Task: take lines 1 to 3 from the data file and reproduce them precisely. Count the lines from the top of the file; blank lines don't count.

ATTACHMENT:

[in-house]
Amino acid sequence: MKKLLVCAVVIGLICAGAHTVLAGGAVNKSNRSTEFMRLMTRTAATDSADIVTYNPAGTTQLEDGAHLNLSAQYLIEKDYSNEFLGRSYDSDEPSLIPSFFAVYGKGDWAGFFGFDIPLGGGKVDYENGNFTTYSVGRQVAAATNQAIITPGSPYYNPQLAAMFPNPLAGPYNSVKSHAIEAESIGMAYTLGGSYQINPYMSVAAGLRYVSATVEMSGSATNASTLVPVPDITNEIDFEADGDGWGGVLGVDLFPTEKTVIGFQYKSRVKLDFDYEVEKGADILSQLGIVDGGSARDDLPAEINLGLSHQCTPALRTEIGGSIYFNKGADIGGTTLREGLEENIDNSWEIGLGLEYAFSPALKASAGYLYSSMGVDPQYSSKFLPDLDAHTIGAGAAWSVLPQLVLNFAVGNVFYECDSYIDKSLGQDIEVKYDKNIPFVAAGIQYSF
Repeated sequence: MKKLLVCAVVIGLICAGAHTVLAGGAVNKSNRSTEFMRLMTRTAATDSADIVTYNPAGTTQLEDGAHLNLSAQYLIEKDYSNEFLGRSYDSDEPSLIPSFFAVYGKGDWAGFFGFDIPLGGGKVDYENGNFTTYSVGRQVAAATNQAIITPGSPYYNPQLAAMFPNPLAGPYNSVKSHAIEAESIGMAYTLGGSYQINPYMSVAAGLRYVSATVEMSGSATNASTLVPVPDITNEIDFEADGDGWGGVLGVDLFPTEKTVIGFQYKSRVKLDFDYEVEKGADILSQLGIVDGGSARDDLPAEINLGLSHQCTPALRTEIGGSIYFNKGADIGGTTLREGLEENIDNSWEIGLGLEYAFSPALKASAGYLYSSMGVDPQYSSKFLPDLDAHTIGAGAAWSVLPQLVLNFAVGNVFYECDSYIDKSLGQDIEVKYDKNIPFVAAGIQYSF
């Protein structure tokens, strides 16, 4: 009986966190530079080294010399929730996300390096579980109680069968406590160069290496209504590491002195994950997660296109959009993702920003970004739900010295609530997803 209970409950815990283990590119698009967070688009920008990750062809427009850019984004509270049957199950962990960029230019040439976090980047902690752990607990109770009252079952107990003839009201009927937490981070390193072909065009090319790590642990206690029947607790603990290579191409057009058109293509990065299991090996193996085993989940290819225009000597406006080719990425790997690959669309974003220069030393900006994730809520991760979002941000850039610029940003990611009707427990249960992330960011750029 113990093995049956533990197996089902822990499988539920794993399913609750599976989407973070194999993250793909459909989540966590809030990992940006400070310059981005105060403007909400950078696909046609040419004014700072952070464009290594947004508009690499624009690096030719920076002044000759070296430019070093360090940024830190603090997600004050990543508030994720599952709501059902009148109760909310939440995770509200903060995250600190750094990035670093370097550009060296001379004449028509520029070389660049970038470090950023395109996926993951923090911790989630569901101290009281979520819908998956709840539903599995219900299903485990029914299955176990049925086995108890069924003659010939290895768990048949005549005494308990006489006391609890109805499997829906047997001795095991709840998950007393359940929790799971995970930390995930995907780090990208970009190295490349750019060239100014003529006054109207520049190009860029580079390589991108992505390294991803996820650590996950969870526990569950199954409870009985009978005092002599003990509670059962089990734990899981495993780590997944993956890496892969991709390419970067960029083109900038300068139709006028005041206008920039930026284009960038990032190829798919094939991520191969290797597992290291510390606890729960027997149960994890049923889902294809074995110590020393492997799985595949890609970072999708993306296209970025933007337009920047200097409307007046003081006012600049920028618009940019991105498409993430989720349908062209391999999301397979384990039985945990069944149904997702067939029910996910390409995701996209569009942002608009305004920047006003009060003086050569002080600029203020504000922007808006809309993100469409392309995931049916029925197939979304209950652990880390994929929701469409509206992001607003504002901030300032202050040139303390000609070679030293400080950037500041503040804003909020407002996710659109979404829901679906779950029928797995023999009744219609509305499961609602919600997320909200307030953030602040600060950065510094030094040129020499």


[in-house]
Amino acid sequence: MKKLLVCAVVIGLICAGAHTVLAGGAVNKSNRSTEFMRLMTRTAATDSADIVTYNPAGTTQLEDGAHLNLSAQYLIEKDYSNEFLGRSYDSDEPSLIPSFFAVYGKGDWAGFFGFDIPLGGGKVDYENGNFTTYSVGRQVAAATNQAIITPGSPYYNPQLAAMFPNPLAGPYNSVKSHAIEAESIGMAYTLGGSYQINPYMSVAAGLRYVSATVEMSGSATNASTLVPVPDITNEIDFEADGDGWGGVLGVDLFPTEKTVIGFQYKSRVKLDFDYEVEKGADILSQLGIVDGGSARDDLPAEINLGLSHQCTPALRTEIGGSIYFNKGADIGGTTLREGLEENIDNSWEIGLGLEYAFSPALKASAGYLYSSMGVDPQYSSKFLPDLDAHTIGAGAAWSVLPQLVLNFAVGNVFYECDSYIDKSLGQDIEVKYDKNIPFVAAGIQYSF
Repeated sequence: MKKLLVCAVVIGLICAGAHTVLAGGAVNKSNRSTEFMRLMTRTAATDSADIVTYNPAGTTQLEDGAHLNLSAQYLIEKDYSNEFLGRSYDSDEPSLIPSFFAVYGKGDWAGFFGFDIPLGGGKVDYENGNFTTYSVGRQVAAATNQAIITPGSPYYNPQLAAMFPNPLAGPYNSVKSHAIEAESIGMAYTLGGSYQINPYMSVAAGLRYVSATVEMSGSATNASTLVPVPDITNEIDFEADGDGWGGVLGVDLFPTEKTVIGFQYKSRVKLDFDYEVEKGADILSQLGIVDGGSARDDLPAEINLGLSHQCTPALRTEIGGSIYFNKGADIGGTTLREGLEENIDNSWEIGLGLEYAFSPALKASAGYLYSSMGVDPQYSSKFLPDLDAHTIGAGAAWSVLPQLVLNFAVGNVFYECDSYIDKSLGQDIEVKYDKNIPFVAAGIQYSF